Trump intensifies his claim that campaign is ‘rigged’

New York Times News Service

WASHINGTON — Donald Trump on Sunday intensified his claims that the presidential campaign is “rigged” against him, sowing doubts about the integrity of the country’s democratic process even as his own running mate and other Republican leaders sought to assure voters they viewed the election as legitimate.

“The election is absolutely being rigged by the dishonest and distorted media pushing Crooked Hillary — but also at many polling places — SAD,” Trump wrote on Twitter on Sunday.

Trump made his incendiary claim just hours after his running mate, Gov. Mike Pence of Indiana, had tried to play down the Republican nominee’s increasingly heated questions about the fairness of the election. Pence said on NBC’s “Meet the Press” that he and Trump “will absolutely accept the result of the election.”

The governor, in a series of Sunday television interviews, sought to portray Republican criticism of the electoral process as relating entirely to what he described as unfair media coverage. He was attempting to not only stir conservative partisans but also reassure Republican officials and others nervous about Trump’s comments that they were not going outside the boundaries of mainstream American political discourse.

Yet Trump and some of his allies continue to make a case that goes well beyond traditional Republican critiques of the media. He described the presidential election to supporters on Friday as “one big fix” and “one big ugly lie,” language never before heard in modern-day presidential races.

Newt Gingrich, the former speaker of the House, and former Mayor Rudolph Giuliani of New York, both advisers to Trump, used television interviews on Sunday to suggest that Democrats tend to cheat in elections, accusing them of counting votes from dead people. And Sen. Jeff Sessions of Alabama, Trump’s closest congressional supporter and a member of the Senate Judiciary Committee, has warned “they are attempting to rig this election.”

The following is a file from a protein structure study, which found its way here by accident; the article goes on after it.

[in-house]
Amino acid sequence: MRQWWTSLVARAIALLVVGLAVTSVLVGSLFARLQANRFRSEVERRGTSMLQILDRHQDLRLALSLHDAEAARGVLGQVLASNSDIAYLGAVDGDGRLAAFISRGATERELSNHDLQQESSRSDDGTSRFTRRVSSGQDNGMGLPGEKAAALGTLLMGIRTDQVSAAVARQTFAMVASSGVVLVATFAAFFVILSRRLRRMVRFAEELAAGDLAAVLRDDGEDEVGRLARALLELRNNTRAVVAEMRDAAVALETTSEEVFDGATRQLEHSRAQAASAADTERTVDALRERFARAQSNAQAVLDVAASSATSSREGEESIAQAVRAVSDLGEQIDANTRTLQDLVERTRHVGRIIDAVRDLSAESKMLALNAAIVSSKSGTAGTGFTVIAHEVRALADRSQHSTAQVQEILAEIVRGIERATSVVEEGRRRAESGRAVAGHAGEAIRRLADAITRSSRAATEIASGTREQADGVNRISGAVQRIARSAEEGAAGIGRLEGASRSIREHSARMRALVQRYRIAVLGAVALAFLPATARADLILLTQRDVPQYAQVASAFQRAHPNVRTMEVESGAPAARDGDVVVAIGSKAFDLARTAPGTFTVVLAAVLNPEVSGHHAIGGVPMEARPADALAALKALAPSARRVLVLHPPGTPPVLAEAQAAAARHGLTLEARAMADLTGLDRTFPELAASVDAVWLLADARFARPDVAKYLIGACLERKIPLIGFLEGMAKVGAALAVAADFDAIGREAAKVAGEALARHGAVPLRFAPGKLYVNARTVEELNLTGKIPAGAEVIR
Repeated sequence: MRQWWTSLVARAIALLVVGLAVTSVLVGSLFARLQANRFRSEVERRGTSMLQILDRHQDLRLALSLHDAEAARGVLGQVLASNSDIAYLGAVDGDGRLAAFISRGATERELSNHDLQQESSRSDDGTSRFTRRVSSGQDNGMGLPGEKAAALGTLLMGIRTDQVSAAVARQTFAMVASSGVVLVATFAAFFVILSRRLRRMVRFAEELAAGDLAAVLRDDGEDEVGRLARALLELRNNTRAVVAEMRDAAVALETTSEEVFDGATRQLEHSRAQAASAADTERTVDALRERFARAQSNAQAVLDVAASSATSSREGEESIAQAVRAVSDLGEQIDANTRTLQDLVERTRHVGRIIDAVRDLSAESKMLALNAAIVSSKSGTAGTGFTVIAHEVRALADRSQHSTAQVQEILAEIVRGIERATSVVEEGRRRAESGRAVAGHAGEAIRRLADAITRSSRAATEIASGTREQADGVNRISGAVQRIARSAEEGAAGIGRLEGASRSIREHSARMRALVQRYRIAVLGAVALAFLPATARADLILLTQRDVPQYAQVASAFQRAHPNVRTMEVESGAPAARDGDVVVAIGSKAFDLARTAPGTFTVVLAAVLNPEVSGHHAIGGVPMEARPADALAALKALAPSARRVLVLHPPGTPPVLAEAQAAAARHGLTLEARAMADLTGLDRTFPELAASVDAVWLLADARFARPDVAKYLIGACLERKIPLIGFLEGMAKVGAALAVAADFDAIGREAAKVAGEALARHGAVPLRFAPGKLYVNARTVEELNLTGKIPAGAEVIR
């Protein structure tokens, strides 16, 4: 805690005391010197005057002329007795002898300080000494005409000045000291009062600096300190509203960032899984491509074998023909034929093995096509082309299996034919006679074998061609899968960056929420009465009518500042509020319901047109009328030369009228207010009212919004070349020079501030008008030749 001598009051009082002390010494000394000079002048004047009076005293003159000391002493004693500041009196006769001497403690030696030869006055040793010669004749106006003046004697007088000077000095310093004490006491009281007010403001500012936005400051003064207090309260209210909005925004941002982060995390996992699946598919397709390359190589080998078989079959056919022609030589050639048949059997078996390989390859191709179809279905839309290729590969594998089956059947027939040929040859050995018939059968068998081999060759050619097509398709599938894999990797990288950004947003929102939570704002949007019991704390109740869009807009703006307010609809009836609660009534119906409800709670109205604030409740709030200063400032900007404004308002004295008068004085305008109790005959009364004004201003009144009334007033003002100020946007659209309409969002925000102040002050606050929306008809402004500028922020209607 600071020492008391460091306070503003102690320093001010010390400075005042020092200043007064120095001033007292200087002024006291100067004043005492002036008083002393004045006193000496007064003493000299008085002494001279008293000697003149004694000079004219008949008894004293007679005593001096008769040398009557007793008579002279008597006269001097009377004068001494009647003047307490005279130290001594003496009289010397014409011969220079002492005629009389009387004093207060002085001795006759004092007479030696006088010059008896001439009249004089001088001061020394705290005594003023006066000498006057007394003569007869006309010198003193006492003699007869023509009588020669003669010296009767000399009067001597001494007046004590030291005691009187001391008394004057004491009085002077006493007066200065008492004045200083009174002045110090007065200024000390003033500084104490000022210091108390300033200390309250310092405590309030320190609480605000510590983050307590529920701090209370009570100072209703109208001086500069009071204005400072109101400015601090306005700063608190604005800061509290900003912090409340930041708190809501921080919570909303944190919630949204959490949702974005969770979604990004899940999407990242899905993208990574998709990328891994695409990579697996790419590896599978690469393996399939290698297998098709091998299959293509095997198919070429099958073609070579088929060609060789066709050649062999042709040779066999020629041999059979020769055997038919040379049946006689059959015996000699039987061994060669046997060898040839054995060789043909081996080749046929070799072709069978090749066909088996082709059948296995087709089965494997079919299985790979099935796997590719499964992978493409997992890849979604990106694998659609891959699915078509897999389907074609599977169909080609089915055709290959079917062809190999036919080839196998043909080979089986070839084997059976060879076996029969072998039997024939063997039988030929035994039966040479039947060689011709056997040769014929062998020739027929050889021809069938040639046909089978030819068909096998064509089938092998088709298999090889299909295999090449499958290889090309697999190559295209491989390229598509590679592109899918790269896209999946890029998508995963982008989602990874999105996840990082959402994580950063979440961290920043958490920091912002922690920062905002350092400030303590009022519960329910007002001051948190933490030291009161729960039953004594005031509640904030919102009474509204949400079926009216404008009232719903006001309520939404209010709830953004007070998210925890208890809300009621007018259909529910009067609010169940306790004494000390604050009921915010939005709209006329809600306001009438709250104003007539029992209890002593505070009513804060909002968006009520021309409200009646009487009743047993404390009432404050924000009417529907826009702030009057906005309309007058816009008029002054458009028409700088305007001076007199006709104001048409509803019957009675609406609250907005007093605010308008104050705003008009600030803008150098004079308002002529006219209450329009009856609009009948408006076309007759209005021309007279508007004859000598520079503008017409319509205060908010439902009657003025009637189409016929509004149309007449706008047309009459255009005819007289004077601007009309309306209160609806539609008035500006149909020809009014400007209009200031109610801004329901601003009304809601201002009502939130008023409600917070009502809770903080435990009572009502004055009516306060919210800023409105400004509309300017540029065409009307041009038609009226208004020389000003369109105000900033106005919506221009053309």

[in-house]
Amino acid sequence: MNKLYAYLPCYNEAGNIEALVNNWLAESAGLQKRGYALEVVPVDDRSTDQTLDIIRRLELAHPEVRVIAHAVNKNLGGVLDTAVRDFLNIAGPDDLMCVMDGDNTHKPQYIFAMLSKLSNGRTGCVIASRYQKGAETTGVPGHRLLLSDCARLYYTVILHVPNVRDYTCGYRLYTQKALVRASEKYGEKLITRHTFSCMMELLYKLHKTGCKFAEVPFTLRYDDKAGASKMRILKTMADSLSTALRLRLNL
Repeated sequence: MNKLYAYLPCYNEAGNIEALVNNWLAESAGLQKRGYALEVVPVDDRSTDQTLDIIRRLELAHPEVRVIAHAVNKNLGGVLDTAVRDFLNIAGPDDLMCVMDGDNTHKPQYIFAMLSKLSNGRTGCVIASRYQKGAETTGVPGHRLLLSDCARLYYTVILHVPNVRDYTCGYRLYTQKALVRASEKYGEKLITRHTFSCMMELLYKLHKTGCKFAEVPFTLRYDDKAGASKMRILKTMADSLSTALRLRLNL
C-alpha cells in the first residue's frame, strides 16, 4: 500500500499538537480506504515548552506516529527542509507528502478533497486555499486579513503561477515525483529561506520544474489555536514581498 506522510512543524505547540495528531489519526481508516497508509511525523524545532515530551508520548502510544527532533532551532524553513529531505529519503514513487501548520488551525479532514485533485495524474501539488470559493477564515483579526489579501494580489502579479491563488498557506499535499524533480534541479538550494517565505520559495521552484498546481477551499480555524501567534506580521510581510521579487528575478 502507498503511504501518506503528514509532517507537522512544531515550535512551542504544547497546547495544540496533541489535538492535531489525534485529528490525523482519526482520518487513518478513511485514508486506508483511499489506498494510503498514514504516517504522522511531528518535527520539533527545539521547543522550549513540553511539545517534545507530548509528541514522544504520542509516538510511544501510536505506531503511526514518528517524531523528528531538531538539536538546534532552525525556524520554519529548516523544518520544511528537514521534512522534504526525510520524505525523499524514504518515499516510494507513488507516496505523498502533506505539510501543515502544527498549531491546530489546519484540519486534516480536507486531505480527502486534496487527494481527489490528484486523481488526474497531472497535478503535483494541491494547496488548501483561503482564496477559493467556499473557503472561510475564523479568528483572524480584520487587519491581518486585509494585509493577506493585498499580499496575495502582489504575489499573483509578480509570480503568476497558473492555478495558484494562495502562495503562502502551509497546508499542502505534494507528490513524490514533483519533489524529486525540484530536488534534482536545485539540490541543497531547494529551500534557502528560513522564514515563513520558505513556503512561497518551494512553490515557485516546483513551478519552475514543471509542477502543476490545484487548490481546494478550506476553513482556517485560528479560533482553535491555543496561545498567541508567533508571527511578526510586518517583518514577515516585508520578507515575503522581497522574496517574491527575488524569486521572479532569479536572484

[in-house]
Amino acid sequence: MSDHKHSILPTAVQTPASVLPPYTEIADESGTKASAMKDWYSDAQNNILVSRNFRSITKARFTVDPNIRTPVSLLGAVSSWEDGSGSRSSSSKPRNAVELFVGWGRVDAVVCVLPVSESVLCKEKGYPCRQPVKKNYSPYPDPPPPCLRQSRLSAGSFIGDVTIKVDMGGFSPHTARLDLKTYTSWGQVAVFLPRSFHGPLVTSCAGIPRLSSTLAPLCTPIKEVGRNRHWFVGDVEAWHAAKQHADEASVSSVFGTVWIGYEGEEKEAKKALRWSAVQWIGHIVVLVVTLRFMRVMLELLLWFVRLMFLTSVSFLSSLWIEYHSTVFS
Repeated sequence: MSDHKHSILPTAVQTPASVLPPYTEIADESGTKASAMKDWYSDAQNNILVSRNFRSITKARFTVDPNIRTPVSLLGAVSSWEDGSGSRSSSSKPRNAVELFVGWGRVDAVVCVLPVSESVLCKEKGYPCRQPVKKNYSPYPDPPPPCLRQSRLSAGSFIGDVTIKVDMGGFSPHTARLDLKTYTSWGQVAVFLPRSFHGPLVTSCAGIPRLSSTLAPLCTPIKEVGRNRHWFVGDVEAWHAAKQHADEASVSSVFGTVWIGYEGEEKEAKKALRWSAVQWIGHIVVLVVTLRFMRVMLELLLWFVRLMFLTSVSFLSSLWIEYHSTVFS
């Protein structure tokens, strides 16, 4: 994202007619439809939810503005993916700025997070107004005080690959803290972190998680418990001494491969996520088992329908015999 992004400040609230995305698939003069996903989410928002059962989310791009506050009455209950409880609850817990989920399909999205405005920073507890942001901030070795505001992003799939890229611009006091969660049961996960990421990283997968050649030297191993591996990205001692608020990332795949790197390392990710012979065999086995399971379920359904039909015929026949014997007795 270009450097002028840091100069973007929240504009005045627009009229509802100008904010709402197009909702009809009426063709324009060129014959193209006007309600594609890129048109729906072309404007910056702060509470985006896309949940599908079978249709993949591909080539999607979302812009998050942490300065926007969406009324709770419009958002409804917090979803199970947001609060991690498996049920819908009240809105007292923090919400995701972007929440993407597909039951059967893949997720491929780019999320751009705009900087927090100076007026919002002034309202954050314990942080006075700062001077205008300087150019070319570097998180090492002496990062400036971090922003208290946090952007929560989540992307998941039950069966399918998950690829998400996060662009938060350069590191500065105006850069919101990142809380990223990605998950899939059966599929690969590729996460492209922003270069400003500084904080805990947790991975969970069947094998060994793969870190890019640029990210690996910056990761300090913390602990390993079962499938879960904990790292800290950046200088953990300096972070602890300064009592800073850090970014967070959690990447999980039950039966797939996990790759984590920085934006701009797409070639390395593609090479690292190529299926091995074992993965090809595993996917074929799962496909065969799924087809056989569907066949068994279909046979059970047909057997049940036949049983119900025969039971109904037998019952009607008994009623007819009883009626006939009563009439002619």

Other supporters at Trump rallies have gone even further, attacking the political system as a whole and even threatening violence. To Democrats and a growing number of concerned Republicans, the gestures of intimidation, just over three weeks before Election Day on Nov. 8, are an ominous sign of how Trump and his backers might conduct themselves.

Donald Trump speaks at a campaign rally in Bangor, Maine, Oct. 15, 2016. (Stephen Crowley/The New York Times)

It was enough to prompt the House speaker, Paul Ryan, who just last week vowed to remove himself entirely from the presidential campaign, to issue a statement.

“Our democracy relies on confidence in election results, and the speaker is fully confident the states will carry out this election with integrity,” said Ryan’s spokeswoman, AshLee Strong.

Jon A. Husted, secretary of state of Ohio, said it was “wrong and engaging in irresponsible rhetoric” for any candidate to question the integrity of elections without evidence. Husted, who is a Republican, said he would have no reason to hesitate in certifying the results of the election

“We have made it easy to vote and hard to cheat,” Husted said in an interview on Sunday. “We are going to run a good, clean election in Ohio, like we always do.”

Husted said baseless claims of election rigging were a distraction for his office, taking “time and focus away from our jobs.”